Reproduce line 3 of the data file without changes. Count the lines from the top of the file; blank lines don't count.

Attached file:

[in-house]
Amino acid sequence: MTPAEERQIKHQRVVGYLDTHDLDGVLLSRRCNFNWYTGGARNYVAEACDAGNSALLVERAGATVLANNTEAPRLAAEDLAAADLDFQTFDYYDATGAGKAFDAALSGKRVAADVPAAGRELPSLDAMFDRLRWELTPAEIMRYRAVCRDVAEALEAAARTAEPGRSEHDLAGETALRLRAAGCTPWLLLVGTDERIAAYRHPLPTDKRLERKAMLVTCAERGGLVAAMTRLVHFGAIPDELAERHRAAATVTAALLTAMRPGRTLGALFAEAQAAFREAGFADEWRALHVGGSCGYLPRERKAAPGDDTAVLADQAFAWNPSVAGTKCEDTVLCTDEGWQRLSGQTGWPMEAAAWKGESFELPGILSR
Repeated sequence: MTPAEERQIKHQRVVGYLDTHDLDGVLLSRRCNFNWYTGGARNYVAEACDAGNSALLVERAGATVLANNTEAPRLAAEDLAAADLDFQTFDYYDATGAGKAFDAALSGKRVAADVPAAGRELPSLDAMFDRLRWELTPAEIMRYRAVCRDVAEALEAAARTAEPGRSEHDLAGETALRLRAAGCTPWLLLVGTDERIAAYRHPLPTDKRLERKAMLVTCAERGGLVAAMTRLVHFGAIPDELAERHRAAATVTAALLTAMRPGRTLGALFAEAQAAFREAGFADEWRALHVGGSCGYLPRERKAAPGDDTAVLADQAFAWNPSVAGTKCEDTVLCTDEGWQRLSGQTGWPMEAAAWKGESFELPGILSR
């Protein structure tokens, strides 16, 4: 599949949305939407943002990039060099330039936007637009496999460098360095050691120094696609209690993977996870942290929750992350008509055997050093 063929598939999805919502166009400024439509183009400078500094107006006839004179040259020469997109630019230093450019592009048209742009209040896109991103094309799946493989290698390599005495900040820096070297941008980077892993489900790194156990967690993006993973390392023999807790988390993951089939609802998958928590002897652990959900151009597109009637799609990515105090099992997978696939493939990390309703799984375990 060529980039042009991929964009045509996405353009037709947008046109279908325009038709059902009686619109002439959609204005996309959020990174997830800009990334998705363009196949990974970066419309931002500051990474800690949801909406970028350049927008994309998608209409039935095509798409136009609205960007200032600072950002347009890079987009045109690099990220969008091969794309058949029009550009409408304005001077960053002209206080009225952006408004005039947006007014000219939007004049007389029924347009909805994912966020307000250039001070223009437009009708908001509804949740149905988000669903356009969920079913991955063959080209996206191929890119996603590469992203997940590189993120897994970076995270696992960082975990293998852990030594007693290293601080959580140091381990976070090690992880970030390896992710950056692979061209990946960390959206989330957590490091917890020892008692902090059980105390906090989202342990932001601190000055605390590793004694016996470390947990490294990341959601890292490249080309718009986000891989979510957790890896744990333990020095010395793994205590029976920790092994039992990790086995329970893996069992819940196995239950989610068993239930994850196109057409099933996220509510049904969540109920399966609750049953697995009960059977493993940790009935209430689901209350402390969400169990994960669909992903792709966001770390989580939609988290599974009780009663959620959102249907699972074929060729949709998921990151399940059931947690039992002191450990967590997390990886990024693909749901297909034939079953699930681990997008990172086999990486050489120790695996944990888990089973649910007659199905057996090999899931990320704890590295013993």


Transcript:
Repeated sequence: MTPAEERQIKHQRVVGYLDTHDLDGVLLSRRCNFNWYTGGARNYVAEACDAGNSALLVERAGATVLANNTEAPRLAAEDLAAADLDFQTFDYYDATGAGKAFDAALSGKRVAADVPAAGRELPSLDAMFDRLRWELTPAEIMRYRAVCRDVAEALEAAARTAEPGRSEHDLAGETALRLRAAGCTPWLLLVGTDERIAAYRHPLPTDKRLERKAMLVTCAERGGLVAAMTRLVHFGAIPDELAERHRAAATVTAALLTAMRPGRTLGALFAEAQAAFREAGFADEWRALHVGGSCGYLPRERKAAPGDDTAVLADQAFAWNPSVAGTKCEDTVLCTDEGWQRLSGQTGWPMEAAAWKGESFELPGILSR